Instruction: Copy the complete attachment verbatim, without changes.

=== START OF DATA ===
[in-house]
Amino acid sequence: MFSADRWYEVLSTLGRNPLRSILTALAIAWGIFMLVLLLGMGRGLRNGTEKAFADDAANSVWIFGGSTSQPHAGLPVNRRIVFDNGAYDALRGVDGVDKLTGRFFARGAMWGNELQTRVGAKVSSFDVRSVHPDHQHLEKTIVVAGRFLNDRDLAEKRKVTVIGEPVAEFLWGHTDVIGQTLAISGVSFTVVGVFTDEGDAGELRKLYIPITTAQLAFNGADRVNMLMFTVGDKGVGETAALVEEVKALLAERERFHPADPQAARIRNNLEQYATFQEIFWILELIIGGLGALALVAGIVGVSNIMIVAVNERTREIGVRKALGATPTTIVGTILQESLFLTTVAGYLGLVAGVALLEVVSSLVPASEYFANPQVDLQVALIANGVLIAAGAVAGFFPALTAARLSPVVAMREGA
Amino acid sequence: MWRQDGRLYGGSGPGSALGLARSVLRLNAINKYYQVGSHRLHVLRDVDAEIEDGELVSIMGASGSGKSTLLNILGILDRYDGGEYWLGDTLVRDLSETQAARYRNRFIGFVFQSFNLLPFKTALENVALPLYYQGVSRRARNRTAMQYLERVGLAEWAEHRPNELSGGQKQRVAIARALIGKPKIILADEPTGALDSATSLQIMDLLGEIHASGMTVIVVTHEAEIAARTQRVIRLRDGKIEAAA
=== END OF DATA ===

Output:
[in-house]
Amino acid sequence: MFSADRWYEVLSTLGRNPLRSILTALAIAWGIFMLVLLLGMGRGLRNGTEKAFADDAANSVWIFGGSTSQPHAGLPVNRRIVFDNGAYDALRGVDGVDKLTGRFFARGAMWGNELQTRVGAKVSSFDVRSVHPDHQHLEKTIVVAGRFLNDRDLAEKRKVTVIGEPVAEFLWGHTDVIGQTLAISGVSFTVVGVFTDEGDAGELRKLYIPITTAQLAFNGADRVNMLMFTVGDKGVGETAALVEEVKALLAERERFHPADPQAARIRNNLEQYATFQEIFWILELIIGGLGALALVAGIVGVSNIMIVAVNERTREIGVRKALGATPTTIVGTILQESLFLTTVAGYLGLVAGVALLEVVSSLVPASEYFANPQVDLQVALIANGVLIAAGAVAGFFPALTAARLSPVVAMREGA
Amino acid sequence: MWRQDGRLYGGSGPGSALGLARSVLRLNAINKYYQVGSHRLHVLRDVDAEIEDGELVSIMGASGSGKSTLLNILGILDRYDGGEYWLGDTLVRDLSETQAARYRNRFIGFVFQSFNLLPFKTALENVALPLYYQGVSRRARNRTAMQYLERVGLAEWAEHRPNELSGGQKQRVAIARALIGKPKIILADEPTGALDSATSLQIMDLLGEIHASGMTVIVVTHEAEIAARTQRVIRLRDGKIEAAA